Now, I am going to tie this whole thing together and tell you how you can live a life of constant proactivity and sheer joy. Ready? Have another look at the opening lines to this post. What is a personal calling? It is God’s blessing, it is the path that God chose for you here on Earth. Whenever we do something that fills us with enthusiasm, we are following our legend. However, we don’t all have the courage to confront our own dream. (If you are not religious, replace the word God with the word Universe. What is a personal calling? It is the Universe’s blessing, it is the path that the Universe chose for you here on Earth. Whenever we do something that fills us with enthusiasm, we are following our legend. However, we don’t all have the courage to confront our own dream. To me, the words God & Universe mean the same, beautiful, powerful thing.)

That’s it, my friends, if you want to live proactively, if you want to live the life of your dreams, all you have to do is confront your dreams and follow your legend.

Ask yourself these questions: What fills me with enthusiasm? What is the one thing that I could wake up and do happily every single day for the rest of my life without even being paid? When you have the answer, then you have your personal calling. It is the path that is meant for you. When you do this thing, you will follow your legend and you will confront your dreams.

Next month, it will be one year since I discovered my own personal calling. I will never forget the moment. It hit me like lightning — to help people by sharing my journey & the lessons I’ve learned along the way — so simple, but so amazing. That is what compelled me to start this blog eight months ago. That is what has kept me going ever since. And I know what you are thinking now: Dena, I can’t do it. You are making it sound so simple, but it’s not. I can’t afford to quit my job. I have a mortgage to pay. My mother is sick. I am not talented enough. I’m too old. It’s not practical. And the list of excuses will go on and on and on. Well, I am sorry, but none of your excuses are good enough! No matter how stuck you think you are — no matter how dire your circumstance might seem — there is a way out!

Take it from me. I was depressed and anxious for the first half of my life. I spent much of that time wanting my life to end. I was seventy pounds overweight. I was $40,000 in debt. How much further down could I have gone? I could have used a lot of excuses to keep myself in that state; but I didn’t. I made a decision to change my life. I lost seventy pounds. I overcame anxiety and depression. I’ve cut my debt in half and continue to pay it down every day! I figured out my personal calling and I am doing it. I am following my legend, confronting my dreams. I am making it happen — and you can do it, too.

Before you get started with your excuses again, I’d like you to imagine something. Imagine being born a young girl in Alabama in 1880. Imagine then growing up to understand French, German, Greek, and Latin. Imagine then going to Harvard, at a time when few women from your town did anything other than get married and raise kids. Imagine then writing a book that was translated into twenty-five languages and inspired two Oscar-winning movies. Imagine then meeting every President in your lifetime and being awarded the highest civilian honor—the Presidential Medal of Freedom. That would be some accomplishment, wouldn’t it? Now imagine doing all of that whilst being blind, deaf, and barely able to talk for your entire life.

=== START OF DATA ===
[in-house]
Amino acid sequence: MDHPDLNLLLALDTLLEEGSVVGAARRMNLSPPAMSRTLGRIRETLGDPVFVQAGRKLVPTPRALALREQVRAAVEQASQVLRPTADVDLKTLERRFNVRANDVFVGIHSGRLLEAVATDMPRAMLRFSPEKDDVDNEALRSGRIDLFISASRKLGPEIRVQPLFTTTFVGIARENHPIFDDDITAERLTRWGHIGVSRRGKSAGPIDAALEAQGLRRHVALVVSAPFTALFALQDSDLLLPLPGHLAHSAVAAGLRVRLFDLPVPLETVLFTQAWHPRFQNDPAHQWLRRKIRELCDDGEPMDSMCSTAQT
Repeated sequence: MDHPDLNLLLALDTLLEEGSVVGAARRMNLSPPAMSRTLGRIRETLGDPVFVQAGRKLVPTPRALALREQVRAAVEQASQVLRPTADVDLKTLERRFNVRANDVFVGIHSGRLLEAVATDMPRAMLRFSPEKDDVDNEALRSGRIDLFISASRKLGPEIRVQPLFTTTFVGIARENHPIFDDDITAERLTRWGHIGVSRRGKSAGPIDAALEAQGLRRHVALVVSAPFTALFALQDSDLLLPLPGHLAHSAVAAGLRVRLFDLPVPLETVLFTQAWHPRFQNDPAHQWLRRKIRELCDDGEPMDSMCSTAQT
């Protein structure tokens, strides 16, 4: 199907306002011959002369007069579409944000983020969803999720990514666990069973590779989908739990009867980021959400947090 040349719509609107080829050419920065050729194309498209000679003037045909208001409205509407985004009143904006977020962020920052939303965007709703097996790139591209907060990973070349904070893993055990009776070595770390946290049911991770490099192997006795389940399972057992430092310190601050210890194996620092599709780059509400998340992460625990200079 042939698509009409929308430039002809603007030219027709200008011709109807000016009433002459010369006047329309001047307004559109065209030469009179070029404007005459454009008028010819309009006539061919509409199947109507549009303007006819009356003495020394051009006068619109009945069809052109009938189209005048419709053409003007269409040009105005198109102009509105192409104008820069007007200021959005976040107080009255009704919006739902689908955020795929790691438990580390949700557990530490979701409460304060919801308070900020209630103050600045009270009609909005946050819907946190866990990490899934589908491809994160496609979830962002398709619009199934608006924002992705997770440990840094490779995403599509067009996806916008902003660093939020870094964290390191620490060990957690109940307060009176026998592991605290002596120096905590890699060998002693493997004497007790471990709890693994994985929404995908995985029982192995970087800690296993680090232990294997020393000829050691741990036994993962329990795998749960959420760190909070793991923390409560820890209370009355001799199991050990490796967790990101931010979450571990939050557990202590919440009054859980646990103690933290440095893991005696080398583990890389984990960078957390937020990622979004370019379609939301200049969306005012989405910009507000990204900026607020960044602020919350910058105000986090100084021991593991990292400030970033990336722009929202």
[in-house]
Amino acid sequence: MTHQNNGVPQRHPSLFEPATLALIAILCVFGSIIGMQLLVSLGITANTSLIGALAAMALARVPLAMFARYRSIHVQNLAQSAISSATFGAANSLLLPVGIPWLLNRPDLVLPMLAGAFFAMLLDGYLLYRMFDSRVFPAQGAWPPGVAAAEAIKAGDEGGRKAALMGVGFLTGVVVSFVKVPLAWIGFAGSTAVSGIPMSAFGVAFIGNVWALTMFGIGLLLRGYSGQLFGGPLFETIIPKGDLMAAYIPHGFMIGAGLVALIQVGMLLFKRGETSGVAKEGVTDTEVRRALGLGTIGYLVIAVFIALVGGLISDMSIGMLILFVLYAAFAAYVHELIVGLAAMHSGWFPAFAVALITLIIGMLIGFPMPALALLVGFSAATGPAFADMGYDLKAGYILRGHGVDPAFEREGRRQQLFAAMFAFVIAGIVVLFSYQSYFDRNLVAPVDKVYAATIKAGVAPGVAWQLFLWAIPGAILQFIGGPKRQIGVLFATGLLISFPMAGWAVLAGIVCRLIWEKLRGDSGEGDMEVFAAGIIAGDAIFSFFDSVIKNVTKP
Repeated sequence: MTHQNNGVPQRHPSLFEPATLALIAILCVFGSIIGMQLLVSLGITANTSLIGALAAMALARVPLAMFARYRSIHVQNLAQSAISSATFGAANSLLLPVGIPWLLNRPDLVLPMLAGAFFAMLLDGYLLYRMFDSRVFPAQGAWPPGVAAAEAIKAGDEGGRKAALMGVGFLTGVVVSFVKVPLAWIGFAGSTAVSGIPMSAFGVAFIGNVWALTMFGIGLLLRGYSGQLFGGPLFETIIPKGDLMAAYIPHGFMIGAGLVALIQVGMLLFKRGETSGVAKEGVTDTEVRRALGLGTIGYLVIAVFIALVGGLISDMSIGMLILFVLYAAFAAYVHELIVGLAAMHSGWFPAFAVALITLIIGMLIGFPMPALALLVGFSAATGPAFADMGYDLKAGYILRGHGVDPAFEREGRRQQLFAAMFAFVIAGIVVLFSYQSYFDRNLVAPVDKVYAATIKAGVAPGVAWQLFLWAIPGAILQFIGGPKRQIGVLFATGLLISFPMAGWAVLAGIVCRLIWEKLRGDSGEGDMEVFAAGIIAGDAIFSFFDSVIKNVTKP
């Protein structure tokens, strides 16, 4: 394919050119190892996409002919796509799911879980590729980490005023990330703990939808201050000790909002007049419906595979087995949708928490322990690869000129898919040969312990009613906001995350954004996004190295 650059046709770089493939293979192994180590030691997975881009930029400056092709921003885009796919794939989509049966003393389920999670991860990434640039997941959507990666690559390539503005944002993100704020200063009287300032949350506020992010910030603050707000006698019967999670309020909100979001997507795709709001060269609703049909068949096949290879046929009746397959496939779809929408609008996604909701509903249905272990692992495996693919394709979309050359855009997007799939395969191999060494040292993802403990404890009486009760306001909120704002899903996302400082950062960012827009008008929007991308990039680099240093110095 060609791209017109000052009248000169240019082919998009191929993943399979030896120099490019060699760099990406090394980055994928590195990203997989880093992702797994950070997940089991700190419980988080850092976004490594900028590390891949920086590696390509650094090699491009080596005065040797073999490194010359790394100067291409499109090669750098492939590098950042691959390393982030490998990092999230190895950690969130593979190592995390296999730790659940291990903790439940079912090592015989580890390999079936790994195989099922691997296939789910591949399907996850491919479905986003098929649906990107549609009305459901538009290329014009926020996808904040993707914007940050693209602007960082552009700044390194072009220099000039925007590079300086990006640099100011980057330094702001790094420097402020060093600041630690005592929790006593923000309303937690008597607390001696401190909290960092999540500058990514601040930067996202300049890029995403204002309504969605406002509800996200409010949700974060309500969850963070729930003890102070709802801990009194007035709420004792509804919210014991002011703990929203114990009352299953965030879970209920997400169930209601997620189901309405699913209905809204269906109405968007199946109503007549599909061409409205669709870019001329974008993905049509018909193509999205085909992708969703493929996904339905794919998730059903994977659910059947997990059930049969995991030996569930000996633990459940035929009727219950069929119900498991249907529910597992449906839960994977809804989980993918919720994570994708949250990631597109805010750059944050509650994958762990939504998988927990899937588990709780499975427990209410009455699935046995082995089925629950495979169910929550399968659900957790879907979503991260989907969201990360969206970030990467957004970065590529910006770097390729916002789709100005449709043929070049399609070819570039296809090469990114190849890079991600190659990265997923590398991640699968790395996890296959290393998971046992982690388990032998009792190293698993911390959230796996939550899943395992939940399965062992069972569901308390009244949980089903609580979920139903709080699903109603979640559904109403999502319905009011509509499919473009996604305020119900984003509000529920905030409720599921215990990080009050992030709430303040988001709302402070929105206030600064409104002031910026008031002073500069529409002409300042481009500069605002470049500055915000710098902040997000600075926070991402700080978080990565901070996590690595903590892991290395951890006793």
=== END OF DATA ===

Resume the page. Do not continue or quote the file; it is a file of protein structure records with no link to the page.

It’s not impossible, friends. In fact, it’s very possible and there is a woman who did all of that, her name was Helen Keller. She accomplished all of those things, and more, because she believed in herself and she had a good teacher. (Taken from How to Be Rich & Happy.)

“Tomorrow is the most important thing in life. Comes into us at midnight very clean. It’s perfect when it arrives and it puts itself in our hands. It hopes we’ve learned something from yesterday.” —John Wayne

Every single day is a new opportunity for us to begin living the lives of our dreams. Today is called “the present” because it is a gift. Take it and do something with it!

I would love to hear your thoughts about this post. What is your personal calling? What obstacles are standing in your way? How are you going to overcome them? What can I do to help you get there? Let me know in the comments.

The Journey

by Mary Oliver

One day you finally knew
what you had to do, and began,
though the voices around you
kept shouting
their bad advice–
though the whole house
began to tremble
and you felt the old tug
at your ankles.
“Mend my life!”
each voice cried.
But you didn’t stop.
You knew what you had to do,
though the wind pried
with its stiff fingers
at the very foundations,
though their melancholy
was terrible.
It was already late
enough, and a wild night,
and the road full of fallen
branches and stones.
But little by little,
as you left their voices behind,
the stars began to burn
through the sheets of clouds,
and there was a new voice
which you slowly
recognized as your own,
that kept you company
as you strode deeper and deeper
into the world,
determined to do
the only thing you could do–
determined to save
the only life you could save.

sunset, flower

Dear Friends,

Tonight I simply want to remind you that every journey starts with a single step.